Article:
Transition to licensing
The countdown to the removal of the recognised accountants’ licensing exemption has well and truly commenced. Accountants are already over a year into the transition period, yet an enormous amount of uncertainty within the industry still remains.
Accountants currently offering SMSF advice need to make some important decisions sooner rather than later and begin to prepare their business for the new world of (limited) financial advice or be forced to refer this type of business to suitably qualified individuals.
But what does all this mean for the average accountant, and is the requirement for future licensing likely to be a burden or an opportunity for current practitioners of SMSF advice and support ?
Now is the time to make some well considered decisions
The steps required to be business ready for the new licensing regime should be undertaken as soon as practically possible. There is no real advantage in delaying preparations until the last moment; making a last minute rush into an ill-conceived business solution may prove costly in both time, dollars and client numbers.
Right now is the best time to assess all your options and make the right choices for both your clients and your practice.
The new world of advice
The experience for most accountants under this new world of limited licencing should be a positive one, as a broader range of advice can be provided than is currently permitted under the current exemption. While the limited licence will still allow a recommendation to establish or wind up an SMSF, it may also permit a broader range of SMSF advice such as contribution and pension advice, insurance needs and generic product advice in certain other areas.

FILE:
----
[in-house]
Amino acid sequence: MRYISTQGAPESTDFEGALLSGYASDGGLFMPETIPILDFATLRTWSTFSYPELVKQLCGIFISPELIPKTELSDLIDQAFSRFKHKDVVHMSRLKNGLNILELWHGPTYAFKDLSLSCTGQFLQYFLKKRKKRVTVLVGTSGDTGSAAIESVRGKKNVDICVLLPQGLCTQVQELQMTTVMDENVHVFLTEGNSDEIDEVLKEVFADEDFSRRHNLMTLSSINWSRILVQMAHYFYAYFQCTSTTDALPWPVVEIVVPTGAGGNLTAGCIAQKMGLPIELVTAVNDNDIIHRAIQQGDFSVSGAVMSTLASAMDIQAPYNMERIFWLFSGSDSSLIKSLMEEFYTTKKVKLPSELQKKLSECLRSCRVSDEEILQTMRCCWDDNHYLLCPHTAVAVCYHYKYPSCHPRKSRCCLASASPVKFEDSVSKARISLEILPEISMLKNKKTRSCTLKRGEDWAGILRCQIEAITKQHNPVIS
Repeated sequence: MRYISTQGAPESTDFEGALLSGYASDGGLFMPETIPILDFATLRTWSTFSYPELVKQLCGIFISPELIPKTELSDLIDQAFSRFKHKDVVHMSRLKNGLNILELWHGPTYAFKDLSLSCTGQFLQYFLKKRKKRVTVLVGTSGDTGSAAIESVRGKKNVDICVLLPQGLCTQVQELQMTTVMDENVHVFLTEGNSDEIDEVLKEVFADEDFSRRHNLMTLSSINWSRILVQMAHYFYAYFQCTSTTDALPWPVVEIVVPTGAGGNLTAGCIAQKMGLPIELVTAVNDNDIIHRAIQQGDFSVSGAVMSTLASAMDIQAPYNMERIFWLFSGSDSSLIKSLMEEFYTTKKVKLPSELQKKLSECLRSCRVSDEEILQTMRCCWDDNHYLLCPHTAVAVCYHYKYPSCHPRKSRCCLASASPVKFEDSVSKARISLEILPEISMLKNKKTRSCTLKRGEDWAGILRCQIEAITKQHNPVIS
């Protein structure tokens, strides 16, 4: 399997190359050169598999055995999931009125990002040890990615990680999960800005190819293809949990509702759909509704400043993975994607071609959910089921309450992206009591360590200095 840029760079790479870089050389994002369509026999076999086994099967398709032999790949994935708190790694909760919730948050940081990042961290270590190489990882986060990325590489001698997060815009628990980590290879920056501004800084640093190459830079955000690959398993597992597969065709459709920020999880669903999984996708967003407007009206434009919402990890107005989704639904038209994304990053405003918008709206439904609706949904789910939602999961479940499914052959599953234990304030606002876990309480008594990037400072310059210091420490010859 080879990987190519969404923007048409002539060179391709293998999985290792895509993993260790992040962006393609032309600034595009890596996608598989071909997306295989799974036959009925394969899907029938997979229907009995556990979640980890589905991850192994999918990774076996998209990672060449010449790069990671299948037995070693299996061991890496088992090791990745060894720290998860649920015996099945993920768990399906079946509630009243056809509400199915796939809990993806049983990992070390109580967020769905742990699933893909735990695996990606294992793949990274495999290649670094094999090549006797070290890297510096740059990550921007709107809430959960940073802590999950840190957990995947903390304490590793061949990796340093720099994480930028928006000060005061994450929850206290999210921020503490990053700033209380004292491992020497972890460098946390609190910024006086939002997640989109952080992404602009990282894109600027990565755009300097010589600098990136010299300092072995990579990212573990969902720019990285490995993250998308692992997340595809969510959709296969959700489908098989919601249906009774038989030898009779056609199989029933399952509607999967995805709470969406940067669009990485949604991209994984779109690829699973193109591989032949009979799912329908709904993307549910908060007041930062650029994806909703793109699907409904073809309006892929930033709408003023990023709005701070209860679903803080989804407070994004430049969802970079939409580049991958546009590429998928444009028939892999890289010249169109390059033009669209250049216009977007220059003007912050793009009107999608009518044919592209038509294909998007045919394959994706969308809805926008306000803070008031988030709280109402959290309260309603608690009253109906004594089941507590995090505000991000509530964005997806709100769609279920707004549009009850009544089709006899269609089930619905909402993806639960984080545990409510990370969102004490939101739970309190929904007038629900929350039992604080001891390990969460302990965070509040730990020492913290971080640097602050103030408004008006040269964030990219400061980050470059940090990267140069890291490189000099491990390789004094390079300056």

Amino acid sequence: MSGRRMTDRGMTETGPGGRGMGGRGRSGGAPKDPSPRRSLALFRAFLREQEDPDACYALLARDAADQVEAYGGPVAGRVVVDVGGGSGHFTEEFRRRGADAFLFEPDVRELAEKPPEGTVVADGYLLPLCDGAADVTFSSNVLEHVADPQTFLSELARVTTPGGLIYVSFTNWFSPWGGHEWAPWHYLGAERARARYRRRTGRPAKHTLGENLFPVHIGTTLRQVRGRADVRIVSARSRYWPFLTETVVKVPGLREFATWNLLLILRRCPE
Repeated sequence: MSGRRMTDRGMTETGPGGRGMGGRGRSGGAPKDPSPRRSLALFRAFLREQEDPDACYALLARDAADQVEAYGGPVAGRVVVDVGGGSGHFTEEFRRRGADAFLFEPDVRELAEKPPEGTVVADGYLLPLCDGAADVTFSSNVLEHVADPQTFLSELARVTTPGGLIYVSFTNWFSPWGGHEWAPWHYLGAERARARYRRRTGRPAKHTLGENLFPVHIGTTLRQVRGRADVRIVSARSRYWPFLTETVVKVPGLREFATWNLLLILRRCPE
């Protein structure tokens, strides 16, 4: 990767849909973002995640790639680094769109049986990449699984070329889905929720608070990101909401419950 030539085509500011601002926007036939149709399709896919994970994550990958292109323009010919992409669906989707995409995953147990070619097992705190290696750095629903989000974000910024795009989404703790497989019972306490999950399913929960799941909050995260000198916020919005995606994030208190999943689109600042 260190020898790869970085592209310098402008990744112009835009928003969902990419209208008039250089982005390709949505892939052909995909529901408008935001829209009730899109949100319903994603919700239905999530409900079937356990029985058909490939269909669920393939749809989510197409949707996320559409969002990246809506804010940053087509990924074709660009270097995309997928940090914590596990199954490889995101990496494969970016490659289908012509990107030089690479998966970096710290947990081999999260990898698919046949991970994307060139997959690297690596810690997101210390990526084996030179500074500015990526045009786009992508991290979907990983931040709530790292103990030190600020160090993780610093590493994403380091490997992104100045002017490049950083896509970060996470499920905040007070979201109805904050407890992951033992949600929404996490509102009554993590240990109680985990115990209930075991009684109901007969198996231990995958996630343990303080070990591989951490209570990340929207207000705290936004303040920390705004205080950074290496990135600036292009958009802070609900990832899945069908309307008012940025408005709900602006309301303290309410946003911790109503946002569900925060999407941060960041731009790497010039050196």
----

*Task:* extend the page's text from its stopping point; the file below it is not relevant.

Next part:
Is a Limited License my only option?
No, accountants have numerous options available and there is definitely no one size fits all solution. Accountants need to decide their approach to providing an advice solution; from avoidance right through to full licensing that can cover all potential client advice scenarios. First and foremost accountants need to consider what levels and types of advice they want to offer their clients, and then seek out the best solution for all involved.
The primary options available for accountants include:
- Avoidance: limiting advice to traditional accounting related advice and tax
- Apply for, and maintain a limited AFS License
- Operate as an authorised representative under an existing AFSL
- Employ a suitably qualified financial adviser to work within the practice
- Set up a joint venture with an established financial adviser to which clients can be referred
Each of the above options are not necessarily mutually exclusive; depending on your circumstances, a range of solutions may be considered and rolled out across your client base.
Cost will be a further important consideration, but it shouldn’ t be the only factor. Importantly, you need to ensure whatever option you choose, both you and your staff clearly understand what advice can and cannot be provided.
Most accountants view the ASIC application fee (currently around $1,485) as their only up-front expense, and fail to understand that licensing set up can cost accountants in excess of $10,000. Add in the additional compliance and management requirements around the ongoing needs of the license and many accountants soon realise that this approach is anything other than a “business as usual” solution for the firm.
When can I apply for Authorised Representative status or a Limited License?
Interested accountants can apply for the new limited license from July 2013, and you are able to seek authorisation from licensees such as Lifespan right now. If seeking to establish your own license you will need to be able to address a range of requirements including training, compliance, risk, people and resources obligations, professional indemnity insurance, dispute resolution and financial requirements.
Being authorised under Lifespan can offer a simpler and more cost effective solution, find out more today by contacting a member of the Lifespan Advice Development team.